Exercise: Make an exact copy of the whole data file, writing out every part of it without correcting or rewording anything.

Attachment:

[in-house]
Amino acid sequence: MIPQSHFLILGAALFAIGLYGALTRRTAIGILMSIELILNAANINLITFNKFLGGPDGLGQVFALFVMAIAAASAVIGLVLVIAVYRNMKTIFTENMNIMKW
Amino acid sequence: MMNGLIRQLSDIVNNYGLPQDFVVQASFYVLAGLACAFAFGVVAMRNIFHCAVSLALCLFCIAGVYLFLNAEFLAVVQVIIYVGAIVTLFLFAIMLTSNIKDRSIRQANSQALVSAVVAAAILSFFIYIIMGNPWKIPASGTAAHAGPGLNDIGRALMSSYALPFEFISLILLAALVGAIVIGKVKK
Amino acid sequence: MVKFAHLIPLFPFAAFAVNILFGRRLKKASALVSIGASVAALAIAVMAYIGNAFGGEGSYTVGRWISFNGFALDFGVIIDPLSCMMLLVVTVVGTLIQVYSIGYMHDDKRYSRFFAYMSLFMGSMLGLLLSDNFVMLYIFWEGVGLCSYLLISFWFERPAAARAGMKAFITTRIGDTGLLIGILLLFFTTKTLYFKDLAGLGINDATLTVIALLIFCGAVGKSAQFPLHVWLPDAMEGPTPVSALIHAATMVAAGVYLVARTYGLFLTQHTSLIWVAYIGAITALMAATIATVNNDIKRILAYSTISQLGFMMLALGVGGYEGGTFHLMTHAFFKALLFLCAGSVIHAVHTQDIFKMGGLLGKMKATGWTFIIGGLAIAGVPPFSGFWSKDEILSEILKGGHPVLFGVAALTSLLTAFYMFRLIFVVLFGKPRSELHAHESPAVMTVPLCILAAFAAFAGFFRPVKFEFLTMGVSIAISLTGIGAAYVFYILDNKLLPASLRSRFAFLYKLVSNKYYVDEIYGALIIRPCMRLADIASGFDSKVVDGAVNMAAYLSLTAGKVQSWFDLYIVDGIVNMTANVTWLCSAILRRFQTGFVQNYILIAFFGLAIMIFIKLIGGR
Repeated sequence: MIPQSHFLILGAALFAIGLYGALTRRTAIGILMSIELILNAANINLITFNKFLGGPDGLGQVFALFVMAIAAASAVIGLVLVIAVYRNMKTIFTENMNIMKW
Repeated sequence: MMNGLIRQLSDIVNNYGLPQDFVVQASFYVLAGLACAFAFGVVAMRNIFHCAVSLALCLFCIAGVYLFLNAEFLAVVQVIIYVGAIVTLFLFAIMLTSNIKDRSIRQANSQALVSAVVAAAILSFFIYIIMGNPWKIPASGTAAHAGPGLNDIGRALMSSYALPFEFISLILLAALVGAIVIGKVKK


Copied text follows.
[in-house]
Amino acid sequence: MIPQSHFLILGAALFAIGLYGALTRRTAIGILMSIELILNAANINLITFNKFLGGPDGLGQVFALFVMAIAAASAVIGLVLVIAVYRNMKTIFTENMNIMKW
Amino acid sequence: MMNGLIRQLSDIVNNYGLPQDFVVQASFYVLAGLACAFAFGVVAMRNIFHCAVSLALCLFCIAGVYLFLNAEFLAVVQVIIYVGAIVTLFLFAIMLTSNIKDRSIRQANSQALVSAVVAAAILSFFIYIIMGNPWKIPASGTAAHAGPGLNDIGRALMSSYALPFEFISLILLAALVGAIVIGKVKK
Amino acid sequence: MVKFAHLIPLFPFAAFAVNILFGRRLKKASALVSIGASVAALAIAVMAYIGNAFGGEGSYTVGRWISFNGFALDFGVIIDPLSCMMLLVVTVVGTLIQVYSIGYMHDDKRYSRFFAYMSLFMGSMLGLLLSDNFVMLYIFWEGVGLCSYLLISFWFERPAAARAGMKAFITTRIGDTGLLIGILLLFFTTKTLYFKDLAGLGINDATLTVIALLIFCGAVGKSAQFPLHVWLPDAMEGPTPVSALIHAATMVAAGVYLVARTYGLFLTQHTSLIWVAYIGAITALMAATIATVNNDIKRILAYSTISQLGFMMLALGVGGYEGGTFHLMTHAFFKALLFLCAGSVIHAVHTQDIFKMGGLLGKMKATGWTFIIGGLAIAGVPPFSGFWSKDEILSEILKGGHPVLFGVAALTSLLTAFYMFRLIFVVLFGKPRSELHAHESPAVMTVPLCILAAFAAFAGFFRPVKFEFLTMGVSIAISLTGIGAAYVFYILDNKLLPASLRSRFAFLYKLVSNKYYVDEIYGALIIRPCMRLADIASGFDSKVVDGAVNMAAYLSLTAGKVQSWFDLYIVDGIVNMTANVTWLCSAILRRFQTGFVQNYILIAFFGLAIMIFIKLIGGR
Repeated sequence: MIPQSHFLILGAALFAIGLYGALTRRTAIGILMSIELILNAANINLITFNKFLGGPDGLGQVFALFVMAIAAASAVIGLVLVIAVYRNMKTIFTENMNIMKW
Repeated sequence: MMNGLIRQLSDIVNNYGLPQDFVVQASFYVLAGLACAFAFGVVAMRNIFHCAVSLALCLFCIAGVYLFLNAEFLAVVQVIIYVGAIVTLFLFAIMLTSNIKDRSIRQANSQALVSAVVAAAILSFFIYIIMGNPWKIPASGTAAHAGPGLNDIGRALMSSYALPFEFISLILLAALVGAIVIGKVKK